Before taking Jakafi, tell your healthcare provider about: all the medications, vitamins, and herbal supplements you are taking and all your medical conditions, including if you have an infection, have or had tuberculosis (TB), or have been in close contact with someone who has TB, have or had hepatitis B, have or had liver or kidney problems, are on dialysis, had skin cancer or have any other medical condition. Take Jakafi exactly as your healthcare provider tells you. Do not change or stop taking Jakafi without first talking to your healthcare provider. Do not drink grapefruit juice while on Jakafi.
Women should not take Jakafi while pregnant or planning to become pregnant, or if breast-feeding.
Full Prescribing Information, which includes a more complete discussion of the risks associated with Jakafi, is available at www.jakafi.com.
Incyte Corporation is a Wilmington, Delaware-based biopharmaceutical company focused on the discovery, development and commercialization of proprietary therapeutics. For additional information on Incyte, please visit the Company’s website at www.incyte.com.
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Except for the historical information set forth herein, the matters set forth in this release contain predictions, estimates and other forward-looking statements, including statements regarding the potential of ruxolitinib to benefit patients who develop acute GVHD, the durability of responses seen in acute GVHD patients treated with ruxolitinib, whether and when the Company’s sNDA for the approval of ruxolitinib for the treatment of steroid refractory acute GVHD will be approved by the FDA, and whether ruxolitinib will become an accepted treatment option for such patients.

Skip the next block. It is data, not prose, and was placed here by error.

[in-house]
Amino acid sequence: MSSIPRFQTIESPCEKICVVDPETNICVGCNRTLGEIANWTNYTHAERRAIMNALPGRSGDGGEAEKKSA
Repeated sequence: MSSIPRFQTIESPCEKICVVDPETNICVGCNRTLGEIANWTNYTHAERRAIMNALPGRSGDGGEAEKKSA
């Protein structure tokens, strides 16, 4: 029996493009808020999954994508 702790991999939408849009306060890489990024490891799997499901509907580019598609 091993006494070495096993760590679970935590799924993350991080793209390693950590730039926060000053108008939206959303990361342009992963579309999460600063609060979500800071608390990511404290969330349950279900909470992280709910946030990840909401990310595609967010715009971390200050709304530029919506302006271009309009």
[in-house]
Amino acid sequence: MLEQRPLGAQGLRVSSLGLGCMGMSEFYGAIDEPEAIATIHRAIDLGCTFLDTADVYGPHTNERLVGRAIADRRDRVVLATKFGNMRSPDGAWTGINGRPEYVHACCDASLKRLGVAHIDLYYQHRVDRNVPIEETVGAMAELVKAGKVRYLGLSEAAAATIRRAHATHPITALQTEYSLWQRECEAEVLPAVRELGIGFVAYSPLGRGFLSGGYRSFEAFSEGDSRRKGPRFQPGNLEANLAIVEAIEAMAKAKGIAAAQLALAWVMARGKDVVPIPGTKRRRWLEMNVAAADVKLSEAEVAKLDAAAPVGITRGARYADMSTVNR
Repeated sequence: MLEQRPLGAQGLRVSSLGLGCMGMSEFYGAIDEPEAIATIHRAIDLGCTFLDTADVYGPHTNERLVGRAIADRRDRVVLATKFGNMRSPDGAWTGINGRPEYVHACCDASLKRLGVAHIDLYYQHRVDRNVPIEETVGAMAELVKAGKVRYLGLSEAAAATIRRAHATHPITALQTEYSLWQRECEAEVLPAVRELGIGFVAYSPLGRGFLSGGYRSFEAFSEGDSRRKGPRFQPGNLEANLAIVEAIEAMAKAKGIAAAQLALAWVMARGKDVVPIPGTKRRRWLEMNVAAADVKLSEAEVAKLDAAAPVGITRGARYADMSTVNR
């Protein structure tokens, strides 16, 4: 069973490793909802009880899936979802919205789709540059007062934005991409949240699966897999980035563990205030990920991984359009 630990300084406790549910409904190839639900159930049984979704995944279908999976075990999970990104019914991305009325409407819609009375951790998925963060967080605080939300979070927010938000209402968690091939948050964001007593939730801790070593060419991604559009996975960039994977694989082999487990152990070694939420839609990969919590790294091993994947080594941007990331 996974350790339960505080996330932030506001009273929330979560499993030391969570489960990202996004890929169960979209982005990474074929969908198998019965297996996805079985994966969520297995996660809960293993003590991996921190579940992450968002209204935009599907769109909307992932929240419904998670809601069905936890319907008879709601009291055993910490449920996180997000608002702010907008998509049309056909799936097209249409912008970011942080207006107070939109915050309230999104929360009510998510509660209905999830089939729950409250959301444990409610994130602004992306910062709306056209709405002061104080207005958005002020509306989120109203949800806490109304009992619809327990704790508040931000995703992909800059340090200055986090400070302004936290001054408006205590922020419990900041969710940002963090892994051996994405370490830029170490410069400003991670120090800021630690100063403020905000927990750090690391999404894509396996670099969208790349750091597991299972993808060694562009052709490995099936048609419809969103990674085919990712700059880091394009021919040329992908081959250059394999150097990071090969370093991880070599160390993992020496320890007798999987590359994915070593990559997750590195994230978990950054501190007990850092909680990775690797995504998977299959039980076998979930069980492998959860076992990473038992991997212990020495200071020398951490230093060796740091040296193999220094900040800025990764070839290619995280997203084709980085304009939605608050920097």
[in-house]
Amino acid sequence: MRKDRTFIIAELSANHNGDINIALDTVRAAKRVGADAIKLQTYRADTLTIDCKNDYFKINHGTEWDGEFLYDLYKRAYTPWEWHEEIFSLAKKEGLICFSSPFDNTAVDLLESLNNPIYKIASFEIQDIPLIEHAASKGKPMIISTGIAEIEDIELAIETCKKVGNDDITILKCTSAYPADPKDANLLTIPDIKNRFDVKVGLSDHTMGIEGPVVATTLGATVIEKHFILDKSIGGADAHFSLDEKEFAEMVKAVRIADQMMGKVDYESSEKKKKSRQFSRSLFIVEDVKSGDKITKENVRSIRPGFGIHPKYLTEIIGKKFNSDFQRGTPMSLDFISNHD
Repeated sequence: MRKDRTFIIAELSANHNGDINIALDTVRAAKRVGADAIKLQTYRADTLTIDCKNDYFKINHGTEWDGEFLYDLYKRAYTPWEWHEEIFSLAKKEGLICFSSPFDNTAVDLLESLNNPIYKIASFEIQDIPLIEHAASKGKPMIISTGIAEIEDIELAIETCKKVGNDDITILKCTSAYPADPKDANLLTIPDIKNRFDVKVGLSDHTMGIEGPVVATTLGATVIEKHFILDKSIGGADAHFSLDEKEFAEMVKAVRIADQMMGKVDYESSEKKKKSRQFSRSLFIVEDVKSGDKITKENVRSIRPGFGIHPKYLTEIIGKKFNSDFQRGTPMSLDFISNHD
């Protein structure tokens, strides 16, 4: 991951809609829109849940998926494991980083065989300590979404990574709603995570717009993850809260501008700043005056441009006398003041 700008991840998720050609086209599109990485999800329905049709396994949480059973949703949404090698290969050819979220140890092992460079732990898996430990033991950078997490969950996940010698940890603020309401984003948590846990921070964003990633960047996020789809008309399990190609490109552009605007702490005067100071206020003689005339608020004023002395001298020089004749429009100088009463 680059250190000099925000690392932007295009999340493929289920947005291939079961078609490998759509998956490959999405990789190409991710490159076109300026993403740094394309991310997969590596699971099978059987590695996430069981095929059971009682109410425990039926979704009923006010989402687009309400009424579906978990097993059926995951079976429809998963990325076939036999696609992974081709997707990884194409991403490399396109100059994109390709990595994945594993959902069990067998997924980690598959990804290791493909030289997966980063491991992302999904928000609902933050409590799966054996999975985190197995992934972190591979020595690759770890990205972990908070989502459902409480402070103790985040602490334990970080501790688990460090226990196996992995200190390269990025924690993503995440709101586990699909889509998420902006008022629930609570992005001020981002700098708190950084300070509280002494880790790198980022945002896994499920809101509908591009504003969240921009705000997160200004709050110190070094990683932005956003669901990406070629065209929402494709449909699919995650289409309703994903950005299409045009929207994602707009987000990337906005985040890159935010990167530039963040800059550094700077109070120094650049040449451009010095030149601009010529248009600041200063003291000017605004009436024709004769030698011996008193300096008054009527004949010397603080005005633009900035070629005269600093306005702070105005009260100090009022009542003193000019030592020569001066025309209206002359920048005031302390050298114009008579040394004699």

These forward-looking statements are based on the Company’s current expectations and subject to risks and uncertainties that may cause actual results to differ materially, including unanticipated developments in and risks related to: unanticipated delays; further research and development and the results of clinical trials possibly being unsuccessful or insufficient to meet applicable regulatory standards or warrant continued development; determinations made by the FDA; the Company’s dependence on its relationships with its collaboration partners; the efficacy or safety of the Company’s products and the products of the Company’s collaboration partners; and other risks detailed from time to time in the Company’s reports filed with the Securities and Exchange Commission, including its Form 10-Q for the quarter ended September 30, 2018. The Company disclaims any intent or obligation to update these forward-looking statements.
1 MacMillan et al. Biology of Blood and Marrow Transplantation. (2002). 8:387-394